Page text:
Anger as Israeli shells cause carnage at UN school in Gaza

By staff writers
January 7, 2009

An Israeli artillery shell attack killing 40 people and injuring 60 at a United Nations-run school in Gaza – the third to be hit so far – has fuelled accusations that the IDF are acting outside international legal and humanitarian standards.

The UN was last night said to be “furious” about both the incident and Israeli government attempts to suggest that the facility was being run by Hamas. An UNWRA spokesperson said “all the available evidence” suggested that the fighting was nearby, not emanating from the school.

Israel has been supplied with definitive map coordinates and information about the facilities, and has repeatedly said that it is taking care not to kill civilians. But eyewitnesses said that its actions in this instance are at best “careless” and at worst “criminal”.

Some 350 people had sought refuge at the school in an effort to escape the fighting between Israeli soldiers and militants on the outskirts of the Jabaliya refugee camp, to the east of Gaza City.

They were then killed and maimed by three Israeli shells. Television footage showed bodies scattered on the ground amid pools of blood.

More people died in this one incident than in all Palestinian rocket attacks into Israel in the past four years.

UN Secretary-General Ban Ki-moon said he was "deeply dismayed" that despite its efforts to ensure protection for their institutions, three United Nations-run schools had now been hit by Israeli strikes.

The Israeli government, which has poured unprecedented resources into its propaganda operation and denied access to international journalists in Gaza, said that the school was being used for rockets attacks.

It also claimed that two Hamas militants had been killed in the school, but that the bodies could not be produced because they had been “concealed”.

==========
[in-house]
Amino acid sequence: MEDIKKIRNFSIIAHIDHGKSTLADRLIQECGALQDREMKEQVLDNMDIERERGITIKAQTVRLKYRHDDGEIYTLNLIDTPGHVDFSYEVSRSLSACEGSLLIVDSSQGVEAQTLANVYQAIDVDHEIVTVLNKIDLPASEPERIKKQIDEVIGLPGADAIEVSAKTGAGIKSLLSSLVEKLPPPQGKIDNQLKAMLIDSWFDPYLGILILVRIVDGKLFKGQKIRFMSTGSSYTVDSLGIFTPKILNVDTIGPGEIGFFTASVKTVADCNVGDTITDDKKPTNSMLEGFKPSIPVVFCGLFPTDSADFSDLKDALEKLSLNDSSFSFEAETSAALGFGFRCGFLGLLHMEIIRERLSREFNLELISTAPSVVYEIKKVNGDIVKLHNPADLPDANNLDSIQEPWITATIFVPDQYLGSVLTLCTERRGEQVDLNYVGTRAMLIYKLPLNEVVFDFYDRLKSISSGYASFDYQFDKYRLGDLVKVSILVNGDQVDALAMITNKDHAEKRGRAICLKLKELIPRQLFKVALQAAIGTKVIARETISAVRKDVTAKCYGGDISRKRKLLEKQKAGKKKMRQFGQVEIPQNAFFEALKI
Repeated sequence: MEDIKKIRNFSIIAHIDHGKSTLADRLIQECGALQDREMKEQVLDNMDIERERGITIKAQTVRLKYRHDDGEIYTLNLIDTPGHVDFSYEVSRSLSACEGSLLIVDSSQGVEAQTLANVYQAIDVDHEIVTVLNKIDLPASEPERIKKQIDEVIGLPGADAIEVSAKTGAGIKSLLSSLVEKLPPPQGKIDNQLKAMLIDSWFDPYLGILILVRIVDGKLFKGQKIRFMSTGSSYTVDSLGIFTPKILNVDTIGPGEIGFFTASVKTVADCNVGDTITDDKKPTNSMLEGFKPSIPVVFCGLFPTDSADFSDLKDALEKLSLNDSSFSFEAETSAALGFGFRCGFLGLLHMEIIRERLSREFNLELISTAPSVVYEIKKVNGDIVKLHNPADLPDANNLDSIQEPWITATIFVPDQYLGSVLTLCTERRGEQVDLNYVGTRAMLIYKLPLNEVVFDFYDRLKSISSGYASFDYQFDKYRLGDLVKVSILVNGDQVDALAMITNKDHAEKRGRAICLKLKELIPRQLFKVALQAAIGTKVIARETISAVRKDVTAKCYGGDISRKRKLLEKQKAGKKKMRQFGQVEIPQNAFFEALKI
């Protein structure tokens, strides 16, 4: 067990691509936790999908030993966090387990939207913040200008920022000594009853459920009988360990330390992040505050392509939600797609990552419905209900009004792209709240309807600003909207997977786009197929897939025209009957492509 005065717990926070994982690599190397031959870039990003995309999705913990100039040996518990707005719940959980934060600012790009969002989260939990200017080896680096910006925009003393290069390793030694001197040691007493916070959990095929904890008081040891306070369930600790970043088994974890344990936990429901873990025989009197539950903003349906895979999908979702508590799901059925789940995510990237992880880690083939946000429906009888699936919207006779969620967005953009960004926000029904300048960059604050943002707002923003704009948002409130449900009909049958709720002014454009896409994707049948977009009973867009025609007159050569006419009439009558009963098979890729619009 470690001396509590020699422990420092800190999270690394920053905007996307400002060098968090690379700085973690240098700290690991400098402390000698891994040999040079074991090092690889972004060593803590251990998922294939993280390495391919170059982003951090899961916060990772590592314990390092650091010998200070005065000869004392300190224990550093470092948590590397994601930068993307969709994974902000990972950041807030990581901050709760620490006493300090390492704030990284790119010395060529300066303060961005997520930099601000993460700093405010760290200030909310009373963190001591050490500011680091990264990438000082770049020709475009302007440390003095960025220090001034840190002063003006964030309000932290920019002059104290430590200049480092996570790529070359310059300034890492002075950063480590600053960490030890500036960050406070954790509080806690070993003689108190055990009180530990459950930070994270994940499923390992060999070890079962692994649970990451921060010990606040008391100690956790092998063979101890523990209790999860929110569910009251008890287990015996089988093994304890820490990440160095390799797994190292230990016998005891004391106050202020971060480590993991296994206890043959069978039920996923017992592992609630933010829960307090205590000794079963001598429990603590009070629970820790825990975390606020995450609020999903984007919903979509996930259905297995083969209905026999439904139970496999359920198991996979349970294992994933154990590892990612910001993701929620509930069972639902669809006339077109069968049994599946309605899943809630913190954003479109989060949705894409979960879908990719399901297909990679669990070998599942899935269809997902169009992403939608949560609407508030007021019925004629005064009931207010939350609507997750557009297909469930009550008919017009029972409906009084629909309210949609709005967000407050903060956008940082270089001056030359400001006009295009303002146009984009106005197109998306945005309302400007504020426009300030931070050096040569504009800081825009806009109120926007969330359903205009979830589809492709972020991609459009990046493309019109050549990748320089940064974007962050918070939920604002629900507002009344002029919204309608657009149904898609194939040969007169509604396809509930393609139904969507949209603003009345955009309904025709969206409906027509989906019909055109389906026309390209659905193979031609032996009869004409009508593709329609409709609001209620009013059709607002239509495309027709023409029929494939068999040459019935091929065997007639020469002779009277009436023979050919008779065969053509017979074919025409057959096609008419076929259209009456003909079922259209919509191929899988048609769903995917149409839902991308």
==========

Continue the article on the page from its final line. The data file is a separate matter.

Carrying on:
Hospital workers, teachers and humanitarian workers said that these claims were unfounded.

The Israeli interior minister dismissed questions about the incident on BBC2’s Newsnight programme. He rejected suggestions about an independent enquiry, showed no remorse for the civilian deaths and claimed that the responsibility lay with Hamas.

Under pressure he claimed that the shelling of the school occurred “in the fog of war”.

But the UN humanitarian coordinator in Gaza said that there are serious issues about compliance with international legal and humanitarian obligations, which should not be swept aside.

Earlier, the International Committee of the Red Cross (ICRC) warned of a “full-blown humanitarian crisis” in Gaza, saying that life in the territory had become intolerable.

Two days ago, the Israeli health ministry refused to admit that there was a serious problem, but have backtracked in the light of pictures and evidence flooding the world’s media.

Meanwhile, the United Nations Security Council has resumed debate on a ceasefire call in New York sponsored by Libya.

Palestinian Authority President Mahmoud Abbas, several Arab foreign ministers, UK Foreign Secretary David Miliband and US Secretary of State Condoleezza Rice are among those attending.

As international diplomatic pressure continued in the wake of the UN school carnage, Israel finally agreed to set up a “humanitarian corridor” in the Gaza Strip.

The office of Israeli Prime Minister Ehud Olmert said that the Israeli military would suspend attacks in specified areas to allow Palestinians to stock on supplies.

Humanitarian groups have also repeated calls on Hamas to stop militants launching rockets into Israel.

The latest figures indicate that over some 600 Palestinians (including 195 children) and nine Israelis have died in the conflict so far.

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